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EDW HW Why Your Scale Wont Budge

Why Your Scale Won't Budge: What You Need to Know About Your Thyroid and Weight

Having sudden weight gain, thinning hair, forgetfulness, constipation or ceaseless fatigue? You – and your doctors - may pin it on aging.

But in reality, a tiny gland in your neck may be reaping havoc, from brain to bowels.

Shaped like a butterfly and weighing under an ounce, the thyroid gland plays a surprisingly supersized role in your metabolism, appetite, heartrate and body temperature.

“If your diet and exercise are the same yet you’re seeing an unexplained weight change, your thyroid may be to blame,” says Dr. Edward Nicklas, M.D., an endocrinologist at Memorial Hermann Medical Group Upper Kirby and Memorial Hermann Medical Group – Texas Medical Center.

A simple blood test can determine if a thyroid is over or underactive. Yet, up to 60 percent of malfunctioning thyroids are undiagnosed, says the American Thyroid Association. Vague symptoms such as insomnia, depression or a racing heart– also could be attributed to many ailments, such as mono(nucleosis), a form of the Epstein-Barr virus (EBV).

Diagnosed or not, about 20 million Americans have some form of thyroid disease, with women five to eight times more likely than men to suffer.

If you’re seeing an unexplained weight change, your thyroid may be to blame.

HYPOTHYROIDISM

WHAT IT IS: An underactive thyroid fails to produce hormones.

WHEN: “Prevalence rises with age, but it can come on at any time, even at birth,” Dr. Nicklas says.

SYMPTOMS: Much like a furnace lacking fuel, the body’s calorie-burning mechanism – metabolism – is sluggish when deprived of thyroid hormones thyroxine (T-4) or triiodothyronine (T-3). Unexplained weight gain, low energy, constipation, depression, dry skin, nail ridges, dulled taste buds and sensitivity to cold may result.

Diagnosed or not, about 20 million Americans have some form of thyroid disease.

CAUSES: The thyroid simply slows or ceases production of hormones thyroxine (T-4) or triiodothyronine (T-3). The most common cause is a genetic autoimmune disease called Hashimoto’s thyroiditis that may inflame the gland chronically, causing the body to mistake the thyroid as an intruder and wage war against it.

DIAGNOSIS: Blood tests measure TSH, the thyroid-stimulating hormone directingthe thyroid gland on how much T-4 and T-3 hormone to make. “That test usually is enough, but doctors also may check your T-4 and T-3 levels,” Dr. Nicklas says.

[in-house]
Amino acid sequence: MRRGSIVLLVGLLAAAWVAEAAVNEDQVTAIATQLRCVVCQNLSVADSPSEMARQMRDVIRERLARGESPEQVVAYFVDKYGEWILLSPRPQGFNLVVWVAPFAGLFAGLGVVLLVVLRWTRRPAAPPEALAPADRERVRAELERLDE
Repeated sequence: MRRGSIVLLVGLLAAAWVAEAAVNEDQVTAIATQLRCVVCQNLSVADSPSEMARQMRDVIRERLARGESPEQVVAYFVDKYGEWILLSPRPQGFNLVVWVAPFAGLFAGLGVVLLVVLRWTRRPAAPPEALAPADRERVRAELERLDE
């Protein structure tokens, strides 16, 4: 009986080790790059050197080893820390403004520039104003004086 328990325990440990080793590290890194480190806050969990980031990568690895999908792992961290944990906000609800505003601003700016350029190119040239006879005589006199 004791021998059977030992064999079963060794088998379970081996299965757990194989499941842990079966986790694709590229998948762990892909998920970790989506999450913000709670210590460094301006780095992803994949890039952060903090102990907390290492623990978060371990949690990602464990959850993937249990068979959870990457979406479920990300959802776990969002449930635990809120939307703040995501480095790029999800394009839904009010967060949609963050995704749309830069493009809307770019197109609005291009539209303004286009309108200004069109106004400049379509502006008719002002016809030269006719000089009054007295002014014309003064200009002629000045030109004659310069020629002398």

TREATMENT: Doctors can replace the missing hormone with levothyroxine, a synthetic version that comes as pills or liquid gel capsules (Tirosint). The same dose is taken at the same time daily on an empty stomach, generally in the morning. Calcium, antacids and iron supplements impede absorption, so they should not be taken within four hours of the levothyroxine.

SURPRISE: Alas, a restored metabolism doesn’t guarantee weight loss. And your dose will be fine-tuned: “More isn’t necessarily better,” Too much of a good thing is not better,” Dr. Nicklas says. Instead, you may develop anxiety, irregular heartbeat or brittle bones because of too much thyroid hormone.

HYPERTHYROIDISM

WHAT IT IS: Your thyroid is indeed hyper, cranking out too much metabolism-regulating hormone.

WHEN: An overactive thyroid can come at any age.

SYMPTOMS: Common are weight loss, anxiety, sweating, clamminess, insomnia, diarrhea and increased appetite. Also possible are tiny tremors in hands or an irregular or rapid heartbeat (tachycardia) of 100 beats a minute or more. Like the artificial version, too much thyroid hormone can make your bones brittle or weak (osteoporosis). Generally, the higher your hormone levels, the greater the symptoms. “Hyperthyroidism has significant side effects, so I’d recommend treatment,” Dr. Nicklas says.

DIAGNOSIS: In addition to a TSH blood test, your doctor can check your neck for a knob on the thyroid. “These nodules can be as small as a pea or as large as a golf ball,” Dr. Nicklas says.

TREATMENT: Doctors may slow down thyroid production with a drug called thionamide, radioactive iodine therapy (a cure that may not have its full effect for up to six months) or removal of the gland (an immediate and permanent solution). If the gland is destroyed by radioactive iodine or taken out, patients will need a synthetic substitute to replace lost hormones. “Surgery can be a good option but is invasive and may lead to hoarseness or low calcium, causing muscle cramps or numbness, although the risks are very low with an experienced surgeon,” he says.

SURPRISE: Beta blockers taken for high blood pressure may obscure symptoms. And despite a boosted metabolism, not everyone with the disorder loses weight, since appetite also rises.

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